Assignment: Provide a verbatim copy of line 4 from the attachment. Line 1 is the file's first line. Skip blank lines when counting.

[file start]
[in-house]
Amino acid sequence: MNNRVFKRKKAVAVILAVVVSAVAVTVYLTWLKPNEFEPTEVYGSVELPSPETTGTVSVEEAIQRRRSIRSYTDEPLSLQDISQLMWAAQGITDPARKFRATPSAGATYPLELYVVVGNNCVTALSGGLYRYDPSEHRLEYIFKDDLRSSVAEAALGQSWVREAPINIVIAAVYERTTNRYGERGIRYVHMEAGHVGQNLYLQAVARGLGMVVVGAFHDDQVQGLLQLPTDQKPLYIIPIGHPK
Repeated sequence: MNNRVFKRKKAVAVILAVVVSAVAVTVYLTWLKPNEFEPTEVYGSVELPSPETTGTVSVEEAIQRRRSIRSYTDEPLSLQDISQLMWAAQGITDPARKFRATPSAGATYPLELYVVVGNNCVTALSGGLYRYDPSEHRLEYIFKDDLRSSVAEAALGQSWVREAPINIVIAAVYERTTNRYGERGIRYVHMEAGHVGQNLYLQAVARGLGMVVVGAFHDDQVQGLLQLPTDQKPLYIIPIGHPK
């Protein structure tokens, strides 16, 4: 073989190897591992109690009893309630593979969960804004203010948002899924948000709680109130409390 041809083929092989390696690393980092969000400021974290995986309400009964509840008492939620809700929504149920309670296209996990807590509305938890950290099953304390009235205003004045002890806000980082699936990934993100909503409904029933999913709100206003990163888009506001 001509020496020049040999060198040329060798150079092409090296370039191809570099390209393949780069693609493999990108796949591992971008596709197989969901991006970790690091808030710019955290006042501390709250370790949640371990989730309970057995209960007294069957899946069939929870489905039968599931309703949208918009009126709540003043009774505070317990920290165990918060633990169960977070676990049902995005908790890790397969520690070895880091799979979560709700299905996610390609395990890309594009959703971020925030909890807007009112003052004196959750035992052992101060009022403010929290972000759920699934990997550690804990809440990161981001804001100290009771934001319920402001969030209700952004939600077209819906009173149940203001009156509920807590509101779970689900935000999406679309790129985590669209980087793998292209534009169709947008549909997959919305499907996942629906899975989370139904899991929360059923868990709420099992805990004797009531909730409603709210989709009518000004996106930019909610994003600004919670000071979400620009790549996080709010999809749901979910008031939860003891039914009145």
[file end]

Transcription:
């Protein structure tokens, strides 16, 4: 073989190897591992109690009893309630593979969960804004203010948002899924948000709680109130409390 041809083929092989390696690393980092969000400021974290995986309400009964509840008492939620809700929504149920309670296209996990807590509305938890950290099953304390009235205003004045002890806000980082699936990934993100909503409904029933999913709100206003990163888009506001 001509020496020049040999060198040329060798150079092409090296370039191809570099390209393949780069693609493999990108796949591992971008596709197989969901991006970790690091808030710019955290006042501390709250370790949640371990989730309970057995209960007294069957899946069939929870489905039968599931309703949208918009009126709540003043009774505070317990920290165990918060633990169960977070676990049902995005908790890790397969520690070895880091799979979560709700299905996610390609395990890309594009959703971020925030909890807007009112003052004196959750035992052992101060009022403010929290972000759920699934990997550690804990809440990161981001804001100290009771934001319920402001969030209700952004939600077209819906009173149940203001009156509920807590509101779970689900935000999406679309790129985590669209980087793998292209534009169709947008549909997959919305499907996942629906899975989370139904899991929360059923868990709420099992805990004797009531909730409603709210989709009518000004996106930019909610994003600004919670000071979400620009790549996080709010999809749901979910008031939860003891039914009145």